It seems as though General Keating is being forced to improvise, although he will probably maintain that he is just showing flexibility. Despite having a stack across the river, no attempt was made to expand the small bridgehead at DUBROVNO. Instead Keating’s attacks are focussed further along the river. He may try to cross at KRASNYA GORKA or he may just continue to drive along the northern bank of the river to SMOLENSK as shown below.
In Keating’s favour is the fact that there are very few Russians between him and SMOLENSK. The defenders that are there were just shipped in this turn, always a good sign for the attacker. Have the Russians unwisely neglected to guard the direct route, in order to mount their admittedly robust defences elsewhere on the battlefield?
In the south, Keating seems to have abandoned the attacks at SHKLOV in favour of direct assaults on MOGILEV. A direct assault on a properly defended Urban area is always chancy. US Army staff studies indicate that even the most overwhelming attack has only a 1/3 chance of forcing a retreat.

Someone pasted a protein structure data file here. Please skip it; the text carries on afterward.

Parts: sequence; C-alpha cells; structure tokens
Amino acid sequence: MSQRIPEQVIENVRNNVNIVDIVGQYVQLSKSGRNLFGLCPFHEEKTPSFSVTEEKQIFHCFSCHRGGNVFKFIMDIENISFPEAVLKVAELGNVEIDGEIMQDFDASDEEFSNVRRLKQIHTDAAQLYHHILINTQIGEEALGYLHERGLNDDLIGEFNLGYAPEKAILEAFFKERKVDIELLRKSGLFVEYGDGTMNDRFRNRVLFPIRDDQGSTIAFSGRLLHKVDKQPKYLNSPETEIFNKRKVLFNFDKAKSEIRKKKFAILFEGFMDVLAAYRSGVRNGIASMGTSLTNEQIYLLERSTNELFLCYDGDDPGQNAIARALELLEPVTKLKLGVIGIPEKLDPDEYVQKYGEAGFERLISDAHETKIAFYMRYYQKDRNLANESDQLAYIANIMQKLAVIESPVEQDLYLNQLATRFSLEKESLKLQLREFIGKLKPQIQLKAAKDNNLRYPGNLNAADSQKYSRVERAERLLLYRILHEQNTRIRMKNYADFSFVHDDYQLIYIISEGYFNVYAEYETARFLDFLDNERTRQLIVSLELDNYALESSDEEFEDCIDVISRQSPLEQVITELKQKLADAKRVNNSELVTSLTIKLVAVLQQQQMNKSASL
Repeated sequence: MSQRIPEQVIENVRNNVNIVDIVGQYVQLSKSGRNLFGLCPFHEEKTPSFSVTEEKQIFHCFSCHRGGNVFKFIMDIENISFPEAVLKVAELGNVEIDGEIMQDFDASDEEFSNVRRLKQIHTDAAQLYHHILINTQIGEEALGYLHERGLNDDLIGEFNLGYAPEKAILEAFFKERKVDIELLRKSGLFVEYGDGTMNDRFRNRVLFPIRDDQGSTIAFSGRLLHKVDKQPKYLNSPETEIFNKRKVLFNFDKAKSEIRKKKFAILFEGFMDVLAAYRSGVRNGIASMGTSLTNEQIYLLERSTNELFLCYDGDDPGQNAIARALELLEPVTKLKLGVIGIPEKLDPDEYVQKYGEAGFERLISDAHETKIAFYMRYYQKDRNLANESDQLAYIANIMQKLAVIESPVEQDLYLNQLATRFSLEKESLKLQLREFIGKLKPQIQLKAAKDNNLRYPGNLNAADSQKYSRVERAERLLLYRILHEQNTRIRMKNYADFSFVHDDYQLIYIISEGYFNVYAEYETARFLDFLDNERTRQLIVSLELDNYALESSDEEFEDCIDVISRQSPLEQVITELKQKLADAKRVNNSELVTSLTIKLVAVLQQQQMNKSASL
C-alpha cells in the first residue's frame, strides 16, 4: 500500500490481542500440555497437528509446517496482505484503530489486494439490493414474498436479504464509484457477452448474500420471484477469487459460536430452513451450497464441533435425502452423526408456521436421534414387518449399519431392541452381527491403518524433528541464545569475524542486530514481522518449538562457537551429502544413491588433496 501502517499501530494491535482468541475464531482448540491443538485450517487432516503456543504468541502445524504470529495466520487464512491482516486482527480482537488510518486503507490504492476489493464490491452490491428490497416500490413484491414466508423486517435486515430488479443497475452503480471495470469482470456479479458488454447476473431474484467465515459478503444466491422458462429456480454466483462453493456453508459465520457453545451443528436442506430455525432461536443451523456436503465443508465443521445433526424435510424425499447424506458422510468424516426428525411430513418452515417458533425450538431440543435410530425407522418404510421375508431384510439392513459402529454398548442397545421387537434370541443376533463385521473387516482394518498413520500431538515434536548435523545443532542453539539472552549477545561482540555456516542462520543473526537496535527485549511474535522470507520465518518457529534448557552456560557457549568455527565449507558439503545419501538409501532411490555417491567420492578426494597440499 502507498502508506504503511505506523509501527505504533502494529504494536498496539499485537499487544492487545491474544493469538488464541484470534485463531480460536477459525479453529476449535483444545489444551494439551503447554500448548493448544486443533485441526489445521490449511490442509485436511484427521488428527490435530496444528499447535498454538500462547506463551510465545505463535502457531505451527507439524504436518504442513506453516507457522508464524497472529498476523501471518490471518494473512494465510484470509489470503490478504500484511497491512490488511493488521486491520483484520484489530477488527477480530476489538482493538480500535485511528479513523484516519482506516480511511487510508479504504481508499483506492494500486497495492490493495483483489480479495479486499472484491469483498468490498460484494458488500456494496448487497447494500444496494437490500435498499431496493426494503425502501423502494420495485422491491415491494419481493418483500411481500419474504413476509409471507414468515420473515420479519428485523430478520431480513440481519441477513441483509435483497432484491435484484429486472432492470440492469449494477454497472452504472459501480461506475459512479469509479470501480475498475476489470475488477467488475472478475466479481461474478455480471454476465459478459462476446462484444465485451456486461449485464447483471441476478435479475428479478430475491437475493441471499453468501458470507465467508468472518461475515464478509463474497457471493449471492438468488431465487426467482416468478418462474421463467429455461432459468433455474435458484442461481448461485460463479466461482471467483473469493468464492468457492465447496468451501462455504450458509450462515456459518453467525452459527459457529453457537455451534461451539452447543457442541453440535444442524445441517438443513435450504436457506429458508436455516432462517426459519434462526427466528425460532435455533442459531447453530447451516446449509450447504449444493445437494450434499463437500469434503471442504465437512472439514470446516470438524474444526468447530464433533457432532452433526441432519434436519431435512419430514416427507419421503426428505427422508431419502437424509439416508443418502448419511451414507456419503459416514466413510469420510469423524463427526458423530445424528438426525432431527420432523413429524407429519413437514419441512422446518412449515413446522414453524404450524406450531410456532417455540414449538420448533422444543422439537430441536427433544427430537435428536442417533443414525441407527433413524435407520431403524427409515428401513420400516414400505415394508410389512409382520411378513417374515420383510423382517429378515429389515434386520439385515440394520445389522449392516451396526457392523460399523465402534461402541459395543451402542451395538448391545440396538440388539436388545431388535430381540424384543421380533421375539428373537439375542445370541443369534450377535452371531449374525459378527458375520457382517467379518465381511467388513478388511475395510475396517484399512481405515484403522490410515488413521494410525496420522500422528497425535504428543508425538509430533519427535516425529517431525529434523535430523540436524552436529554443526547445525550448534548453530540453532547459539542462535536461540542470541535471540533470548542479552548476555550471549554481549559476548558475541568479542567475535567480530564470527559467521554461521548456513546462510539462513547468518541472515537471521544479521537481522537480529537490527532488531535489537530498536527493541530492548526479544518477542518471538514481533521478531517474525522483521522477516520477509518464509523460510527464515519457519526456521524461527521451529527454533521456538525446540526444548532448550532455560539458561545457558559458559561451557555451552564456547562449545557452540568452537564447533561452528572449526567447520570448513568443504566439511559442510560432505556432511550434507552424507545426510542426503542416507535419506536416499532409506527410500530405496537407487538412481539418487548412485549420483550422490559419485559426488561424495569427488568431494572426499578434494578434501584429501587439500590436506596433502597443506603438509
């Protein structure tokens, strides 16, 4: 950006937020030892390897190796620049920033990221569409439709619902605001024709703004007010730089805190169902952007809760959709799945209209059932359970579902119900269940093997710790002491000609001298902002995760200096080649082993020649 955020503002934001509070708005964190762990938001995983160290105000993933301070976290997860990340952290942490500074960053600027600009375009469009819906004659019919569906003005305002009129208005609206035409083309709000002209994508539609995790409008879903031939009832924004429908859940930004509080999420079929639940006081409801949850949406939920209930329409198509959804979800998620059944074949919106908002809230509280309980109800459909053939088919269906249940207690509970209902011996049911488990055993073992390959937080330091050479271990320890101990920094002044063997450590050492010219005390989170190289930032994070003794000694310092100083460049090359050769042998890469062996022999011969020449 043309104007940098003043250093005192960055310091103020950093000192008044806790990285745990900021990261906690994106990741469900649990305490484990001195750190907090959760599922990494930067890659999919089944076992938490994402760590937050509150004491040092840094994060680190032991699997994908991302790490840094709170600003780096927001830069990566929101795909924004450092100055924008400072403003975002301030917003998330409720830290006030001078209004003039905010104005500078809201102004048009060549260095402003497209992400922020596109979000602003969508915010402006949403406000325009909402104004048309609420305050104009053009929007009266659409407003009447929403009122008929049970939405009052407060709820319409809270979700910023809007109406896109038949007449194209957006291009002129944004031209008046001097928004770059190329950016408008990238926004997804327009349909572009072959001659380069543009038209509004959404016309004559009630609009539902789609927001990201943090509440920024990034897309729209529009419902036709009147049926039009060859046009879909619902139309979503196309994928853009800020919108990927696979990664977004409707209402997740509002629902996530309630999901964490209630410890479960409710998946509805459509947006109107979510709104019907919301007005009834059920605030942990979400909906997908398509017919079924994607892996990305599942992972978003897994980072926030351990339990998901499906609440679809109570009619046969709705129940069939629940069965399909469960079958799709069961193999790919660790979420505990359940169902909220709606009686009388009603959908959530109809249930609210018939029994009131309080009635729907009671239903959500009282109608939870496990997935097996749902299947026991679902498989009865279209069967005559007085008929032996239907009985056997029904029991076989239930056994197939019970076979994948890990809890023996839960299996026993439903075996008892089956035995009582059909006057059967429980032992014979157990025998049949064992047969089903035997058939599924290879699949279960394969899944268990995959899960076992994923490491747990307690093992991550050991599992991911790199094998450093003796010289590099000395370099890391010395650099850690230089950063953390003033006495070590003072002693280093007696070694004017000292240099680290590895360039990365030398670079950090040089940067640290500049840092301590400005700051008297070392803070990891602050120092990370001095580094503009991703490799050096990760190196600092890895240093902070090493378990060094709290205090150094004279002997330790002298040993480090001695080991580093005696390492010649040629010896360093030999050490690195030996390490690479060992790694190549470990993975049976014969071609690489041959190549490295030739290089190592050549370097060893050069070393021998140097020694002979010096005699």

If the attack works early, then it looks like good generalship, while several failed attempts look bad, but in reality it’s just the luck of the draw that determines the outcome.
Comrade General Trout continues to keep his Pravda profile high with the almost routine destruction of another German unit, this one a Cavalry regiment near MOGILEV. Precariously exposed in a bend of the Dnepr, this unit was assaulted and forced to retreat across the Dnepr where it was trapped in the open and annihilated by further attacks and artillery. So while it is true that several German units have ‘crossed the Dnepr’ and while this may be good enough for Herr Goebbels’ propaganda machine, their subsequent fate is not inspiring.
In the north, near VELIZH, Trout continues to defend very strongly. While most Soviet units are forbidden to entrench, some are allowed this privilege, and some (like the NKVD) cannot be stopped from doing anything that they damn well like. Trout is using these units to stiffen his line (see below). The entrenched units prevent overruns, and are a sure sign that the Russian player is serious about defending that sector.